Tens of Thousands Attend Dink Funeral in Istanbul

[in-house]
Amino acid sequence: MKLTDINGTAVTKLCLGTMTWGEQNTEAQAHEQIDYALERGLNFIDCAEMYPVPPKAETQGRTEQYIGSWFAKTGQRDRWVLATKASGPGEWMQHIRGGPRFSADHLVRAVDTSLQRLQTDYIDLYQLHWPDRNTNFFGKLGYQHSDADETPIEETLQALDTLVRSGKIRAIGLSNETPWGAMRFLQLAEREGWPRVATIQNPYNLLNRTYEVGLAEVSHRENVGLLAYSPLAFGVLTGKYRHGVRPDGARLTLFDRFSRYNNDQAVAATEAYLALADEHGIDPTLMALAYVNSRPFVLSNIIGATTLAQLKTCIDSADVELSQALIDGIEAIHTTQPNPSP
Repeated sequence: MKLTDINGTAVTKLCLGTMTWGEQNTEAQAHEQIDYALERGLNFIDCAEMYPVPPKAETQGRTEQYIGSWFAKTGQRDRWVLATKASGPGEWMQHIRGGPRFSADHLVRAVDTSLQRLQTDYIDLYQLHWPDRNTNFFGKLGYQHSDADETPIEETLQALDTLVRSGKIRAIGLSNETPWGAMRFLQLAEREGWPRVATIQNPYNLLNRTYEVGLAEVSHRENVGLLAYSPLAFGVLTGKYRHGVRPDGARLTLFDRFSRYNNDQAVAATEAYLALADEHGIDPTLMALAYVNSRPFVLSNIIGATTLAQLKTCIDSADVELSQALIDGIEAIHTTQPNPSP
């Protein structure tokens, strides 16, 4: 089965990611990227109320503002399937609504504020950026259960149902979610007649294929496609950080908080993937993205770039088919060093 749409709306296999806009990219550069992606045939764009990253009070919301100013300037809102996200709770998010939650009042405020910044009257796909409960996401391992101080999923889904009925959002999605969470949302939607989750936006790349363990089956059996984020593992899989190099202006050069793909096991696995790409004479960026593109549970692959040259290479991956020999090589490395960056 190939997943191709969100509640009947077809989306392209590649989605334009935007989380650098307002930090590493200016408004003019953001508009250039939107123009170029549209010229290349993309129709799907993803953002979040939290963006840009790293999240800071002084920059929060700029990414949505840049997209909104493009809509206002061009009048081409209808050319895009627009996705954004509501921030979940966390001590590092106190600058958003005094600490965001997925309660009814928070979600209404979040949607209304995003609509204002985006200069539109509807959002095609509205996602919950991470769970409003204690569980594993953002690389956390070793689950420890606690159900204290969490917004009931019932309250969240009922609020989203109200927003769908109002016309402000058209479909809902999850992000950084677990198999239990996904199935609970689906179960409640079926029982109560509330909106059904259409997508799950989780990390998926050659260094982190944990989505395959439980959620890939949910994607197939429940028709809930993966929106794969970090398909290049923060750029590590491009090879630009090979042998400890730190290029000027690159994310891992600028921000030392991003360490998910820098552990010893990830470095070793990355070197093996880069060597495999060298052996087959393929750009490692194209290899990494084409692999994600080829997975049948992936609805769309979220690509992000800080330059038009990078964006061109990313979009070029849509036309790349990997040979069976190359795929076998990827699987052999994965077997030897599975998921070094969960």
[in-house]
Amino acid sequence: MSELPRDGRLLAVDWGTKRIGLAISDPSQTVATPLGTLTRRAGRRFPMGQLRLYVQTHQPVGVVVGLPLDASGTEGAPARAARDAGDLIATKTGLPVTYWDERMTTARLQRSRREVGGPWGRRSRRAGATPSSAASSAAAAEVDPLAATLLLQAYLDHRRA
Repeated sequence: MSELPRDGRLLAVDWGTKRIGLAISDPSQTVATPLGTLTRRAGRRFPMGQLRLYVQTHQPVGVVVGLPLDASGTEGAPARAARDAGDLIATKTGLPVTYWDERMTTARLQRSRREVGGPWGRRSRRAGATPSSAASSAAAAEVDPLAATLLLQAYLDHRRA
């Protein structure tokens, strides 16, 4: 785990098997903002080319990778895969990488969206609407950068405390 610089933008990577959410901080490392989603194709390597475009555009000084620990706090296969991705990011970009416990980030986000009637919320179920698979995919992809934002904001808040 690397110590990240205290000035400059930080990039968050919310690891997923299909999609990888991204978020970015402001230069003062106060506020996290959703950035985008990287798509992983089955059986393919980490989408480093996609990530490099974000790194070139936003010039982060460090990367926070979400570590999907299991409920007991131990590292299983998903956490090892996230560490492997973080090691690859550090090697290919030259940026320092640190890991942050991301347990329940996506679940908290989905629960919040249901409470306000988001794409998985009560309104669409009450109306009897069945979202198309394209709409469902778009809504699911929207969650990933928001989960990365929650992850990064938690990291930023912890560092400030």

ISTANBUL (Combined Sources)–Some 100,000 people thronged the streets of Istanbul on Tuesday to take part in the funeral of outspoken Turkish-Armenian journalist Hrant Dink whose assassination sparked an uproar in Turkey and around the world. Dink’s body was laid to rest at a local Armenian cemetery at the end of a huge funeral procession that stretched for several kilometers and shut down much of central Istanbul. The procession, broadcast live by Turkish television and retransmitted by Armenia’s state-run First Channel, began outside the offices of Dink’s "Agos" weekly newspaper, the scene of Friday’s deadly shooting that shocked many Turks and Armenia’s. The crowd greeted a hearse carrying the editor’s coffin, decorated with flowers, with rapturous applause. Some people also chanted "Murderous state must be held accountable!" and "Shoulder to shoulder against fascism!" Dink’s widow Rahel, surrounded by her three children, delivered an emotional speech to the crowd. "Seventeen or 27, whoever he was, the murderer was once a baby," she said, referring to a teenage man who has confessed to killing her prominent husband. "Unless we can question how this baby grew into a murderer, we cannot achieve anything." The mourners then marched behind the coffin to an Armenian cathedral where a religious service was held before the burial. Many of them carried black-and-white placards reading, "We are all Hrant Dinks" and "We are all Armenia’s," in Turkish and Armenian. Archbishop Mesrob Mutafyan, the Patriarch of Istanbul, presided over the service attended by Deputy Prime Minister Mehmet Ali Sahin, Interior Minister Abdulkadir Aksu and other senior Turkish officials. Armenia, which the Turkish government invited to the ceremony, was represented by Deputy Foreign Minister Arman Kirakosian. He delivered a letter of condolences and a wreath sent by Foreign Minister Vartan Oskanian to the Dink family. In a speech read out in Armenian and Turkish, Mutafyan was thankful for the quick apprehension of the suspect. "But this is not enough. The real masterminds of the crime must also be identified," he said, indicating his belief that the 17-year-old suspect, Ogun Samast, could not have acted on his own. The Turkish police say Samast has confessed to shooting Dink for nationalist motives. A nationalist militant friend of Samast, also under arrest, has admitted that he incited Samast to carry out the killing, according to the police. Another suspect is a university student who allegedly "inspired" the attack, "Hurriyet" newspaper reported Tuesday. Arch. Mutafyan also stressed that individuals like Dink, who openly question official Ankara’s vehement denial of the 1915 Armenian genocide, should not only be spared death but also "not be tried and imprisoned." It was a clear reference to a six-month suspended prison sentence handed to Dink under a highly controversial Turkish law dealing with "insults to Turkishness." Turkey is under growing international pressure to scrap the clause. "It is our expectation that our state and the Turkish people will not forget that we Armenia’s have lived in these lands for thousands of years and are now citizens of the Turkish Republic, and that they will not regard us as aliens and potential enemies," continued the Armenian patriarch. "We also hope that efforts, starting from textbooks and schools, will be made to eliminate notions portraying us as enemies." Turkish authorities took tight security measures for the massive outpouring of grief, deploying hundreds of police along the eight-kilometer route from the "Agos" office to the Armenian church of Virgin Mary. Snipers could be seen positioned on the rooftops of nearby buildings and a police helicopter roared overhead during the funeral procession. A remembrance ceremony was also held on Tuesday in Yerevan where more than two thousand people gathered in the city’s Freedom Square to pay their respects to a man who has frequently visited Armenia over the past decade. The rally, which was timed to coincide with the start of Dink’s funeral, was organized by a group of local and Diaspora Armenian civic activists. "Hrant’s discourse was a message to the Armenian and Turkish peoples," one of the speakers said. "Hrant believed that they must seek reconciliation." The ceremonies in Istanbul and Yerevan were attended by the heads of US diplomatic missions in Turkey and Armenia, underscoring Washington’s concerns about implications of Dink’s murder. "Hrant Dink was a great advocate in the country for freedom of speech and for reconciliation, in particular between Armenia’s and Turks," Ross Wilson, the US ambassador to Turkey, was quoted by the Associated Press as saying. "He was one of the many advocates here for a more liberal Turkey," Wilson said. "All of them are making a statement about the kind of country they want Turkey to be. Judging by what you see on the streets, he did bring the people together." The responsibility for the Dink’s murder should be laid at the door of those who tried to portray him as an enemy of Turkey, Noble Laureate Orhan Pamuk said late Sunday. Speaking during a visit to the offices of the Agos newspaper in Istanbul, where Dink was gunned down Friday, Pamuk said that those who were still defending article 301 of the Turkish penal code were responsible of Dink’s death. "Certainly we all are responsible…. But firstly, those who declared our brother an enemy of Turkey are responsible," Pamuk said. Pamuk, who along with Dink was also tried under notorious article 301 of the Turkish Penal Code, which covers the crime of "insulting Turkishness", said that Dink, who was the editor in chief and founder of Agos, was killed because he expressed his thoughts. Famous Turkish singer Sezen Aksu visited the Dink family and spoke of her sadness at having lost one of Turkey’s most courageous citizens. Members of 10 Turkish journalist groups gathered Monday in the Kizilay Square Monday in a protest against the killing of Hrant Dink, editor-in-chief of the Turkish- Armenian weekly Agos. Reading out a joint statement, the Turkish Journalists’ Labor Union Chairman Ercan Ipekci said, "Today, we gathered here to condemn everyone who contributed to the killing of Dink and who turned a child into a murderer."Those who created a social chaos with argumen’s over the Article 301 of the Penal Code and those who made publications by exploiting such issues are responsible for killing of Dink. We will not feel relieved till those who ordered his killing and those who encouraged it are brought to justice," he said. "We, as his colleagues will continue writing about the facts, the humanity, the freedoms, the equality and the justice with the same determination and courage," Ipekci vowed.